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© RIA Novosti. Valeriy Melnikov

Super-rich not so super

by Mikhail Delyagin, ValdaiClub.com at 19/04/2012 21:11

Over the next five years, the number of rich Russians worth over $100 million is set to grow by 76 percent, ahead of the global figure of 37 percent. That’s according to a new survey by the Knight Frank real estate consultancy and Citi Private Bank.

The forecast appears to be based on inertia-driven development, and does not take into account a possible economic recession and the resultant decline in oil prices. But, accurate or not, the forecast that the wealthy in Russia stand to grow richer much faster than their counterparts around the world deserves scrutiny.

The rapid growth of the superrich in Russia has not been accompanied by solid development, to say nothing of modernization. Last year, an increase in the price of oil by nearly 40 percent was not accompanied by accelerated economic growth, as GDP rose by just a steady 4.3 percent. Given the bonanza for the super-rich, the negligible growth in real wages of 0.8 percent, coupled with the apparently underestimated official inflation rate, means that real living standards for the majority of Russians fell.

The wealthiest Russians are amassing capital also through the redistribution of income from the majority of the population. This widening income gap points to deep internal fissures in society. Last December’s election protests were an indicator of how social tensions are growing. But even without this relatively new phenomenon, we would still have had no grounds to celebrate the growing prosperity of our richest compatriots, because their accelerated enrichment means greater consolidation of public wealth in their hands. This disproportionate concentration hinders development because it deprives many spheres of public life of money.

The money spent on luxury yachts, sports teams, palatial residences all over the world, is money that can’t be invested in Russia’s development – road construction, upgrading rundown utilities, restoration of the countryside, and the creation of modern jobs. The rich in Russia not only consume a disproportionately large amount of foreign goods and services, their consumption is excessive. They cannot be blamed for the inadequate level of investment in Russia because their opportunities to improve the unfavorable business climate here are restricted. However, by acting in the interest of capital rather than their country as a whole, they are promoting the development of the world’s prosperous countries probably more than Russia. This trend does not, of course, take into account the vast criminal fortunes made in Russia.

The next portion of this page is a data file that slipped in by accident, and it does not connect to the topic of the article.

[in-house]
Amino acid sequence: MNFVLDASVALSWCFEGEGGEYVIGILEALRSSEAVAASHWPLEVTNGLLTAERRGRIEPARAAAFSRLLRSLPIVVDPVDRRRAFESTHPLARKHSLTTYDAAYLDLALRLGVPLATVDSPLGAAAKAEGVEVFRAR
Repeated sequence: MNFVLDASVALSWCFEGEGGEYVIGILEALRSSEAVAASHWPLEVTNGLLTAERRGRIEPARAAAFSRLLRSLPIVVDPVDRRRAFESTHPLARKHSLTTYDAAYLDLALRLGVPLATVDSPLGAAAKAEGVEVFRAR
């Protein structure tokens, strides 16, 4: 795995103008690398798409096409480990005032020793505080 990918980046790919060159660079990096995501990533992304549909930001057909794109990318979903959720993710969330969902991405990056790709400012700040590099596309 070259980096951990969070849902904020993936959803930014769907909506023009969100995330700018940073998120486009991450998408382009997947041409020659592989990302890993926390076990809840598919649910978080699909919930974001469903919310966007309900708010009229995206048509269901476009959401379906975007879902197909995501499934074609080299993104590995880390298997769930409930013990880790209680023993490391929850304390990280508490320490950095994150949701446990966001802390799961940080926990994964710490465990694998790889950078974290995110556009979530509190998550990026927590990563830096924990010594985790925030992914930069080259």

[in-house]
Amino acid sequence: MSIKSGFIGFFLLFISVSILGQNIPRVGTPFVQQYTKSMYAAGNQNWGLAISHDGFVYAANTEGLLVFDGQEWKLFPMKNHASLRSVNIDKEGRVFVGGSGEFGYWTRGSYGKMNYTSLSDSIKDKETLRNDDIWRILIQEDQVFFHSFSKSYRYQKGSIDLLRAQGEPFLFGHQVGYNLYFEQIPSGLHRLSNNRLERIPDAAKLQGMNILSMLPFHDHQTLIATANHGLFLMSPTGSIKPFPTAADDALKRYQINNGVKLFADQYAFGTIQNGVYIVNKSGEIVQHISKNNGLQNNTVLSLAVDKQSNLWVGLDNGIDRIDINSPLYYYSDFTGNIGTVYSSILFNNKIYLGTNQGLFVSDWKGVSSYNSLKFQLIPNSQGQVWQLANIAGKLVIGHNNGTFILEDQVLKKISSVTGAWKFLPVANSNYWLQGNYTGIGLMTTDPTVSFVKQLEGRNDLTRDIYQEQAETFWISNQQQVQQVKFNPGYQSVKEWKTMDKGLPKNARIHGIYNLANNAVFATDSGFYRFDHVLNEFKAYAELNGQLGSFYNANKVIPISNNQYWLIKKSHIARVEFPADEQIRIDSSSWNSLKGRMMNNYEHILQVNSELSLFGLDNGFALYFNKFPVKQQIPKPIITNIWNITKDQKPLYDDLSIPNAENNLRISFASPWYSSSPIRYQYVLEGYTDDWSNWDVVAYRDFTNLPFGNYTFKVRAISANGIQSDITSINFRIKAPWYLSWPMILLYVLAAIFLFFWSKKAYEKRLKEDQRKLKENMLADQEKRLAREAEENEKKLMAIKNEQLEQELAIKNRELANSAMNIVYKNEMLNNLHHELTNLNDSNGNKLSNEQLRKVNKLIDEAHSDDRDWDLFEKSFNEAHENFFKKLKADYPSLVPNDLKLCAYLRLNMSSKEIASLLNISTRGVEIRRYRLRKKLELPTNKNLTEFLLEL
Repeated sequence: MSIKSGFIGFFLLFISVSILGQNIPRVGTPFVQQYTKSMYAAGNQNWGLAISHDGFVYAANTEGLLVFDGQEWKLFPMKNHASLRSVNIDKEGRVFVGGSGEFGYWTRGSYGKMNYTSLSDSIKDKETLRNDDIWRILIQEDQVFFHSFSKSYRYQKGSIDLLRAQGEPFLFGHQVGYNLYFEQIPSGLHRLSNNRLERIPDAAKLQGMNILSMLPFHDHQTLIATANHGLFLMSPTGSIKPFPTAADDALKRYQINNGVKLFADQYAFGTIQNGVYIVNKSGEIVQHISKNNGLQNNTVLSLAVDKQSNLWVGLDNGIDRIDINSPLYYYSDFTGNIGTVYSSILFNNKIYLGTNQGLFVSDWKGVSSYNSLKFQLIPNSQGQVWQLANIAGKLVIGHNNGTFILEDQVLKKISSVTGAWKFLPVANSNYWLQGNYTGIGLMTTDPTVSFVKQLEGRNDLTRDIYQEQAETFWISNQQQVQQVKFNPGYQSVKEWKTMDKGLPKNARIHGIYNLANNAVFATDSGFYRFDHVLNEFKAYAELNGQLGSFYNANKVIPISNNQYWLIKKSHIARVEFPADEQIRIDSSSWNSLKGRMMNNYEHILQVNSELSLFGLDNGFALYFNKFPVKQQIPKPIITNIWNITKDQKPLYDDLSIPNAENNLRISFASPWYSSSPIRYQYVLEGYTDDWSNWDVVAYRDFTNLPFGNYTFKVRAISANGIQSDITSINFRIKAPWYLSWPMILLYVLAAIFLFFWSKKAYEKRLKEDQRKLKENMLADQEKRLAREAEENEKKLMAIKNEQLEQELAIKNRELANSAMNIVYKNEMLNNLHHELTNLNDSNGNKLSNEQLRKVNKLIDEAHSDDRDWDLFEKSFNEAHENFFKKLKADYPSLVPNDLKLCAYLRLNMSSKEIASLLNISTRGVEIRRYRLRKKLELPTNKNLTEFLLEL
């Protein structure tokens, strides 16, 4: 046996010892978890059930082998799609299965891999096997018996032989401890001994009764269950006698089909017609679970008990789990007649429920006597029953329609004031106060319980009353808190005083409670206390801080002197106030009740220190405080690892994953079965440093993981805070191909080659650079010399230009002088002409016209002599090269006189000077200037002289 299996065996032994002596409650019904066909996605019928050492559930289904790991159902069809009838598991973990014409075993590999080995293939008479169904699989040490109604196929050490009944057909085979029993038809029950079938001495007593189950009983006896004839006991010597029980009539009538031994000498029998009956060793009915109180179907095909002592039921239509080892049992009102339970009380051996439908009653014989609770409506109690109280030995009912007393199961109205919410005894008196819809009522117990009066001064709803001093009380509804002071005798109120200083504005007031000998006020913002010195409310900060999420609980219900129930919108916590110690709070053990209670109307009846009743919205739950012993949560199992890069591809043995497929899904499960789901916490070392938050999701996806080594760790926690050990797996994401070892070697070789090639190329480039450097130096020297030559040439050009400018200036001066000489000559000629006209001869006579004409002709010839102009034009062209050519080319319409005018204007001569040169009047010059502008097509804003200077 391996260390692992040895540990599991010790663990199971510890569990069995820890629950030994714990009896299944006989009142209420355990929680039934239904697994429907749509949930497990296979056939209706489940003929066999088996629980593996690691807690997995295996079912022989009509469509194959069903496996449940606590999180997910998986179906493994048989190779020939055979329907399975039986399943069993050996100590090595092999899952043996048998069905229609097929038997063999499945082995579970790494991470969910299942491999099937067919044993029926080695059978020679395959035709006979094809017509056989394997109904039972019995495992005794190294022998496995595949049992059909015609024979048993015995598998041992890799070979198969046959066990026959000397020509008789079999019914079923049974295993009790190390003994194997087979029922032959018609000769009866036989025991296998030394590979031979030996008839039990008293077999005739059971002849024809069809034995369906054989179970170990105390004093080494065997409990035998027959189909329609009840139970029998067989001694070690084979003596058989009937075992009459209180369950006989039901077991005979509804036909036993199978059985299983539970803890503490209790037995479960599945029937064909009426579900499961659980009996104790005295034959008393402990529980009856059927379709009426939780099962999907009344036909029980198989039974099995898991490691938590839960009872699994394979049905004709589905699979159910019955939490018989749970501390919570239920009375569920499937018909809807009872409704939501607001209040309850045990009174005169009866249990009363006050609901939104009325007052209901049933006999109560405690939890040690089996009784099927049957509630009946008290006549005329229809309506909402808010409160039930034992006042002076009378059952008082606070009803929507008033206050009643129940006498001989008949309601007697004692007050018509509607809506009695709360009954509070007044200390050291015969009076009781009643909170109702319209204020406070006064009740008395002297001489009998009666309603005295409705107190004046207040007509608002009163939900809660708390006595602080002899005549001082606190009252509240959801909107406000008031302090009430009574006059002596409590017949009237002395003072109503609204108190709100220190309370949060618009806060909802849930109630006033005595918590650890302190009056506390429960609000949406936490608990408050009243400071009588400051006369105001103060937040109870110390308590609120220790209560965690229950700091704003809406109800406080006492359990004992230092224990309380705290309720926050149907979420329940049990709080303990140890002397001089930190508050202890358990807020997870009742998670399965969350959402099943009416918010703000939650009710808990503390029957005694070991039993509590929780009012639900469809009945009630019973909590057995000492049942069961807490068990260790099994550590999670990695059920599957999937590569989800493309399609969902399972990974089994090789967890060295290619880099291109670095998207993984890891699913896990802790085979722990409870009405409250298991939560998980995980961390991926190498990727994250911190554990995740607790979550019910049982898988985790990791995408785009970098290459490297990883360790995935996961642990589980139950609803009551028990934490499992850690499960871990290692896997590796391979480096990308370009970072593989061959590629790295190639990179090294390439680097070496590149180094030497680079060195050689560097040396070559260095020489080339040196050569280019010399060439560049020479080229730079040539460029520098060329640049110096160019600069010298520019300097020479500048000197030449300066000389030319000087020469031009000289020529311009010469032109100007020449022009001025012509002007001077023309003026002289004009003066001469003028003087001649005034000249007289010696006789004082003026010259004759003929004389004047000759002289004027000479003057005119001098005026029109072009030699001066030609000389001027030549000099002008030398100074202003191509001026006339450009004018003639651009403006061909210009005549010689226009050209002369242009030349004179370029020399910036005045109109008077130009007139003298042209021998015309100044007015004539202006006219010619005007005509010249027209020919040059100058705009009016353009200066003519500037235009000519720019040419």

One more feature of wealth in Russia is its weak connection to merit. Nepotism and the orientation of many businesspeople toward federal funds are not only destroying social mobility. Since the era of privatization many of the wealthiest people in Russia are not “self-made,” but were either appointed “oligarchs,” as in the 1990s, or have been given access to the immense sources of profit in the country. Understandably, their abilities and motivation for promoting development are low on average. In this environment, competition is conducted by administrative and political, rather than commercial, methods and is having a destructive effect on society.

The inadequate protection of property and the informal dictatorship of the country’s criminal bureaucracy mean that the rich do not put their abilities and capital at the service of their country.

Let’s hope that the state will recover before the growing antagonism between the rich and the poor leads to new social upheavals in Russia. 

The views expressed here are the author’s own.

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